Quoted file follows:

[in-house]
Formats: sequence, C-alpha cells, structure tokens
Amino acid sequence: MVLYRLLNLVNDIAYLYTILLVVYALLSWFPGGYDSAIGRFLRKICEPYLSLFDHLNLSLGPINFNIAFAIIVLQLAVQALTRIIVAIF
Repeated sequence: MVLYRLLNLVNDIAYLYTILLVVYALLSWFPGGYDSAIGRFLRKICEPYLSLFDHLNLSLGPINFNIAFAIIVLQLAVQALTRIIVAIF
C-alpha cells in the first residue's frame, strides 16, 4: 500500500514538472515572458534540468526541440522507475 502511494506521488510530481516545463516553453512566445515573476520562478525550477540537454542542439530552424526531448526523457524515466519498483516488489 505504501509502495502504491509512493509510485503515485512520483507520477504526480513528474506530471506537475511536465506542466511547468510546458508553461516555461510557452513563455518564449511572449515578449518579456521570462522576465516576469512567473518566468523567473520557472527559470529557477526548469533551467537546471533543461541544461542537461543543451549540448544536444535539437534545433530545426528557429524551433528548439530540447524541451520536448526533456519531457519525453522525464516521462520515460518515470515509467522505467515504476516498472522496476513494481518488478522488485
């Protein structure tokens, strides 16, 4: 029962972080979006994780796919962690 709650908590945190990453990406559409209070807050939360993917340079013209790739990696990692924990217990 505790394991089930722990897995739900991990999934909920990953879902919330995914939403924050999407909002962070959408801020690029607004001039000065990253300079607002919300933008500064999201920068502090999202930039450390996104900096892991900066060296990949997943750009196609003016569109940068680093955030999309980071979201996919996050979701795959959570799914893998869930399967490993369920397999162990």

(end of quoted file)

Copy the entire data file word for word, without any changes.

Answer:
[in-house]
Formats: sequence, C-alpha cells, structure tokens
Amino acid sequence: MVLYRLLNLVNDIAYLYTILLVVYALLSWFPGGYDSAIGRFLRKICEPYLSLFDHLNLSLGPINFNIAFAIIVLQLAVQALTRIIVAIF
Repeated sequence: MVLYRLLNLVNDIAYLYTILLVVYALLSWFPGGYDSAIGRFLRKICEPYLSLFDHLNLSLGPINFNIAFAIIVLQLAVQALTRIIVAIF
C-alpha cells in the first residue's frame, strides 16, 4: 500500500514538472515572458534540468526541440522507475 502511494506521488510530481516545463516553453512566445515573476520562478525550477540537454542542439530552424526531448526523457524515466519498483516488489 505504501509502495502504491509512493509510485503515485512520483507520477504526480513528474506530471506537475511536465506542466511547468510546458508553461516555461510557452513563455518564449511572449515578449518579456521570462522576465516576469512567473518566468523567473520557472527559470529557477526548469533551467537546471533543461541544461542537461543543451549540448544536444535539437534545433530545426528557429524551433528548439530540447524541451520536448526533456519531457519525453522525464516521462520515460518515470515509467522505467515504476516498472522496476513494481518488478522488485
């Protein structure tokens, strides 16, 4: 029962972080979006994780796919962690 709650908590945190990453990406559409209070807050939360993917340079013209790739990696990692924990217990 505790394991089930722990897995739900991990999934909920990953879902919330995914939403924050999407909002962070959408801020690029607004001039000065990253300079607002919300933008500064999201920068502090999202930039450390996104900096892991900066060296990949997943750009196609003016569109940068680093955030999309980071979201996919996050979701795959959570799914893998869930399967490993369920397999162990």